Dazed and confused? Not me. I’m just Lost in the Cheese Aisle.

Tuesday, July 6, 2010


Truck stop hot dogs share the Hot Rollers with some cylindrical impostors: frankfurter-shaped hamburgers. Horrors!

One of the long-standing traditions of American Independence Day celebrations is the grilling of meats. Hamburgers and beefsteaks are popular choices, but the quintessential Fourth of July comestible is, of course, that most American of foods: the Hot Dog. And hot dog is so much more American-sounding than frankfurter sausage, a name that reveals the Germanic origins of this Cylindrical Meat-Food.

Hot dogs are just one of a vast family of sausages, concoctions consisting of meat, fat, spices (and sometimes non-meat components), packed into a casing and then cured or cooked. The original casings, of course, were animal intestines, which come in a convenient hollowed-out tubular form. Alas, many modern sausages have dispensed with the casing. But I submit that a frankfurter with a natural casing that pops when you bite into it is the only authentic kind.

Sausages! They are manifold, from the porky delights of the Italian salumeria to the garlicky kosher salamis that inspired the famous sign in Katz’s Delicatessen (site of the Fake Orgasm scene in When Harry Met Sally): “Send a Salami to Your Boy in the Army.” Liverwurst. Bratwurst. Boudin. Cappicola. Sopressata. Knackwurst. The scary French Andouillette. And the humble Frankfurter, king of them all.

Growing up in the late 1950’s and early 1960’s, we had hot dogs frequently; they were an inexpensive source of protein and were easy to prepare, to boot. In school, nasty porky hot dogs would appear once a week, served on a (gak!) buttered bun. At home, hot dogs and beans were also regular menu items, except there we would have all-beef dogs. (Not that my notoriously nonobservant parents had any objection to pork, mind you. They just didn’t think it belonged in a hot dog... and, to this day, I agree.)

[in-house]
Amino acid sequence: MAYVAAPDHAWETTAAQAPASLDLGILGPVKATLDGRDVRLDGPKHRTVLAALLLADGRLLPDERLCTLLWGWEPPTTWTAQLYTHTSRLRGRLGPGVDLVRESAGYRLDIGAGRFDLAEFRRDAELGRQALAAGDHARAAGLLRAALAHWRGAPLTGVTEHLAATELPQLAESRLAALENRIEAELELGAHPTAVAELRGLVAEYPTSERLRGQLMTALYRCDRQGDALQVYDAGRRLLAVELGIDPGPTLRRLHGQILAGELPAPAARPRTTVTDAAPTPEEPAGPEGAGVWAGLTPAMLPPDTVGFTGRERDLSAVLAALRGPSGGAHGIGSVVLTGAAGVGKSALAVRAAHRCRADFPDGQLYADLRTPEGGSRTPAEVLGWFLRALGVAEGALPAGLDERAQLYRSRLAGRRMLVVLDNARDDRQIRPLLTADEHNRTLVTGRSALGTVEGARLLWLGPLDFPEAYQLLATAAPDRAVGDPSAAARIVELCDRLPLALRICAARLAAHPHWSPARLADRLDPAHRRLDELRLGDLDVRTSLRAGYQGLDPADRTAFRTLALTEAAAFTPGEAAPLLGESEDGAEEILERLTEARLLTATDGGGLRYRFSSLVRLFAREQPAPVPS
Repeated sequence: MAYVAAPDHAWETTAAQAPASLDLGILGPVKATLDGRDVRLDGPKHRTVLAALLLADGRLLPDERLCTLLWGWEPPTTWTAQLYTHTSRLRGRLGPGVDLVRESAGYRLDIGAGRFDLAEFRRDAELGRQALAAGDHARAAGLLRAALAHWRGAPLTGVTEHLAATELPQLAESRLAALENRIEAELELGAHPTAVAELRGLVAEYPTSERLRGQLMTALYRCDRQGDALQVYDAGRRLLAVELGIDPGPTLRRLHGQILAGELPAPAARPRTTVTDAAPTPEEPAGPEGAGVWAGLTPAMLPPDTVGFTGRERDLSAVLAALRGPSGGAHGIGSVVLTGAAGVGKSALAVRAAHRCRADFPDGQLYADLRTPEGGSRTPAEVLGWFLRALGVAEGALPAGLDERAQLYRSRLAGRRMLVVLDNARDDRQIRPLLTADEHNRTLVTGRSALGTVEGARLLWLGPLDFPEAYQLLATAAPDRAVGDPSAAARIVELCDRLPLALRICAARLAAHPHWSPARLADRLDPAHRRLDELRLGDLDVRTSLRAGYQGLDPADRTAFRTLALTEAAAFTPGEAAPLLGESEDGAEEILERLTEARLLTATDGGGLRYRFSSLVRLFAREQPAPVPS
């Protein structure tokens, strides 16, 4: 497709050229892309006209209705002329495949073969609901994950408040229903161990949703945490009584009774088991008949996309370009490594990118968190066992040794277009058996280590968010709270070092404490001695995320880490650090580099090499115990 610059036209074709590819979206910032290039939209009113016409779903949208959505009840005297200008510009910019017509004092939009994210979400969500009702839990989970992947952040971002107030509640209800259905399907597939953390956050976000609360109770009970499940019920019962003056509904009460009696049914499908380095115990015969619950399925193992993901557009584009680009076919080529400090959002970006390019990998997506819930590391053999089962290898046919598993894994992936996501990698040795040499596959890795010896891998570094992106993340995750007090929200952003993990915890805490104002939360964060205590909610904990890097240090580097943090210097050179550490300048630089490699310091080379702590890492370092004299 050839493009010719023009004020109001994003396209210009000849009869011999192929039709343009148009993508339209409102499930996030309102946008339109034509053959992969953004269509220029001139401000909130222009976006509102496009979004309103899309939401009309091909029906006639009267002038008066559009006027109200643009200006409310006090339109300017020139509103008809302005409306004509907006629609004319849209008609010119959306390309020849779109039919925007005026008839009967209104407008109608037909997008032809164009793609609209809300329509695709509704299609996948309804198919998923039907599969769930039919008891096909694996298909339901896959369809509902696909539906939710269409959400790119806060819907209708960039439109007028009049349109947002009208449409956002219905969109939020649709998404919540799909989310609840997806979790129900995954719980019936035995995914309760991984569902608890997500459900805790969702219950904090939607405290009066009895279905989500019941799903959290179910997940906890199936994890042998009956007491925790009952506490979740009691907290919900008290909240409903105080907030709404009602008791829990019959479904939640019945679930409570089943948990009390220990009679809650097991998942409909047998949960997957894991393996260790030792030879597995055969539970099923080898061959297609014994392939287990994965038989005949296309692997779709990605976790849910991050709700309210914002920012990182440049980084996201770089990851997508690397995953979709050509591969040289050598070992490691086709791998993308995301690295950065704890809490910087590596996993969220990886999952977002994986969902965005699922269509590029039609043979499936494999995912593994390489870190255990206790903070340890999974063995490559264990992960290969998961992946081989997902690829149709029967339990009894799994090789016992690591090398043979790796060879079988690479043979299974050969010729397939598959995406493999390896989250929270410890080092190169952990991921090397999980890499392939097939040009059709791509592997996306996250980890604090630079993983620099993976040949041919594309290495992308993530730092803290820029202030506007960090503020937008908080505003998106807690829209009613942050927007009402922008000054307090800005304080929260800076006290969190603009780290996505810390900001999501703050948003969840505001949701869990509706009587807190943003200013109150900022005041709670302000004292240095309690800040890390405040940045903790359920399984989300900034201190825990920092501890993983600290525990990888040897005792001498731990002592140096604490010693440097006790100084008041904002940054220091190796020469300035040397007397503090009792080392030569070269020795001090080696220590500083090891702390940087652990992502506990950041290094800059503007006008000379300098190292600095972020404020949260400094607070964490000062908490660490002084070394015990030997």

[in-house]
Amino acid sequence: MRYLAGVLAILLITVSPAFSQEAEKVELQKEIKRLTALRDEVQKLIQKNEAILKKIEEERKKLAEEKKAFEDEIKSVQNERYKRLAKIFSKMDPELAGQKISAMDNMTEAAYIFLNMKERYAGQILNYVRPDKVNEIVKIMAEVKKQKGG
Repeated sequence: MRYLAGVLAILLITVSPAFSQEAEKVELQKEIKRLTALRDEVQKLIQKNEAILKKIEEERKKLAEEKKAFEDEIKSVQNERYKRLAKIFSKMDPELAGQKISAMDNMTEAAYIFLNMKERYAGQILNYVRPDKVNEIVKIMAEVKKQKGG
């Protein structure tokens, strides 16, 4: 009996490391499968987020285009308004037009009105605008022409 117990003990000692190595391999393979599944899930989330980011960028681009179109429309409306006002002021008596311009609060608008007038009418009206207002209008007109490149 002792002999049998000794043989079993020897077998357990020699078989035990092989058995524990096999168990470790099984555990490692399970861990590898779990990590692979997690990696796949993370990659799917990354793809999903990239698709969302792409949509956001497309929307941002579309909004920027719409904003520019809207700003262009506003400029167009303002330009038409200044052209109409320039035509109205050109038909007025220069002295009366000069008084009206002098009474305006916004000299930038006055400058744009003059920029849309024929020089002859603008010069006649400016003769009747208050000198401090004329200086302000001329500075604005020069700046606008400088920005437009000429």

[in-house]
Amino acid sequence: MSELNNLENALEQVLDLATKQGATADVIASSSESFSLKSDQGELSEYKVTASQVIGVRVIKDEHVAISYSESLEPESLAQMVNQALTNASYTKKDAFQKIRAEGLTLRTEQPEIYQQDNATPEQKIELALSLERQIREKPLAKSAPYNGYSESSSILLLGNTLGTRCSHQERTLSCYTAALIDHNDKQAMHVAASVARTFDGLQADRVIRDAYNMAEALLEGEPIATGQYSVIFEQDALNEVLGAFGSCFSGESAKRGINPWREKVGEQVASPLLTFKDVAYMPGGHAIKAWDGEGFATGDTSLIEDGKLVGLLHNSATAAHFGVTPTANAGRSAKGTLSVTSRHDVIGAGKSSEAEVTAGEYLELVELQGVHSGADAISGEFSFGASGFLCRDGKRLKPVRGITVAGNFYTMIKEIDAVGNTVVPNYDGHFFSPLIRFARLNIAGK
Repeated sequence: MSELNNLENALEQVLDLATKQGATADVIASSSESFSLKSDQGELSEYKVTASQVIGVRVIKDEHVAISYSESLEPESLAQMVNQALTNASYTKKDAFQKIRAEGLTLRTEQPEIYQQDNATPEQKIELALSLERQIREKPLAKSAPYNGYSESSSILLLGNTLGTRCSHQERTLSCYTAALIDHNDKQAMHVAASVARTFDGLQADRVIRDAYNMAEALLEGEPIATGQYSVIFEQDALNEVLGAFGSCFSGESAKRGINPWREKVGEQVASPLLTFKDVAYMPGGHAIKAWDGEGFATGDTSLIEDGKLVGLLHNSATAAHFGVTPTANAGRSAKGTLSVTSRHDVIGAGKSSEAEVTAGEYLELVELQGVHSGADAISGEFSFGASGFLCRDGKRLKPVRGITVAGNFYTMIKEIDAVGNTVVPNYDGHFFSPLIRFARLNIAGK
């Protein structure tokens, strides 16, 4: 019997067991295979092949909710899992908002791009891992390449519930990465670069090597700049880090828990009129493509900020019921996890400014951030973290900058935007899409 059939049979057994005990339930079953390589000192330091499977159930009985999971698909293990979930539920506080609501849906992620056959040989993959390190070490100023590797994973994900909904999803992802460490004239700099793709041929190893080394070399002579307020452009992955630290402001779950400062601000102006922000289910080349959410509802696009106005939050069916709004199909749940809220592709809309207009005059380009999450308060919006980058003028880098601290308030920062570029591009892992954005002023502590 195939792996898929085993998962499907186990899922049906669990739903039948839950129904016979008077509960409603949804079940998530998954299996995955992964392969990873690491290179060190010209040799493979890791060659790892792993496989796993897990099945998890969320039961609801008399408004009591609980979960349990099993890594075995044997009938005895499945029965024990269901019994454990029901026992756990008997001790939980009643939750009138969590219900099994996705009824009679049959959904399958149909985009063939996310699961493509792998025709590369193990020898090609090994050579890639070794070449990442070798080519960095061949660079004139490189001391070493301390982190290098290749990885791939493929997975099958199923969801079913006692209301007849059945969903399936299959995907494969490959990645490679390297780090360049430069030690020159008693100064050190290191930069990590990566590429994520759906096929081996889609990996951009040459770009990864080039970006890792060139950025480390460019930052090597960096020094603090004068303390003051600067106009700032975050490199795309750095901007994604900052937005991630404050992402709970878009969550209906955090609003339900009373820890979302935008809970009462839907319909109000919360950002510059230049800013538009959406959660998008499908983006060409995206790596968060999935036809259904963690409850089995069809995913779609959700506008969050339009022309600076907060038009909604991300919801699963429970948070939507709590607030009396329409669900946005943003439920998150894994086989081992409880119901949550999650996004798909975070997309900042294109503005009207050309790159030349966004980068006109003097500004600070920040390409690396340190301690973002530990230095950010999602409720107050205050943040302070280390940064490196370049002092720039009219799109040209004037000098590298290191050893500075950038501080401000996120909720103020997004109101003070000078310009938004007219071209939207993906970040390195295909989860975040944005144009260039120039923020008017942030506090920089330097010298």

Frankfurters were generally not restaurant fare, with one notorious exception: the Big Bow Wow, the completely unhygienic source of the finest grilled hot dogs on Long Island’s south shore. And that brings me to the real point of this post.

How should you prepare a hot dog?

Some will steam them, others boil them. The now virtually defunct Lum’s chain used to steam them in beer. But me, I like ’em charcoal grilled.

Get hold of some good beef hot dogs, preferably dinner size. Kosher dogs, like those from Hebrew National, have a nice dense, salty, beefy, garlicky flavor and texture - everything else is an also-ran. Slash those dogs on the bias, then put them on a hot grill until they char; that’s how to do it. Whether you serve them minimalist-style with mustard only, or whether you pile on the sauerkraut and relish, that’s up to you. Chicago dog, with cucumber spears, fluorescent green relish, sport peppers, and celery salt? Be my guest. Ketchup? Be ashamed.

Kosher Beef Franks
The Real Thing: char-grilled Hebrew National beef franks. Yowza!

Bite into one of them - man bites dog! - and you are not simply having a meal. You’re having a bite of America.


BobG said...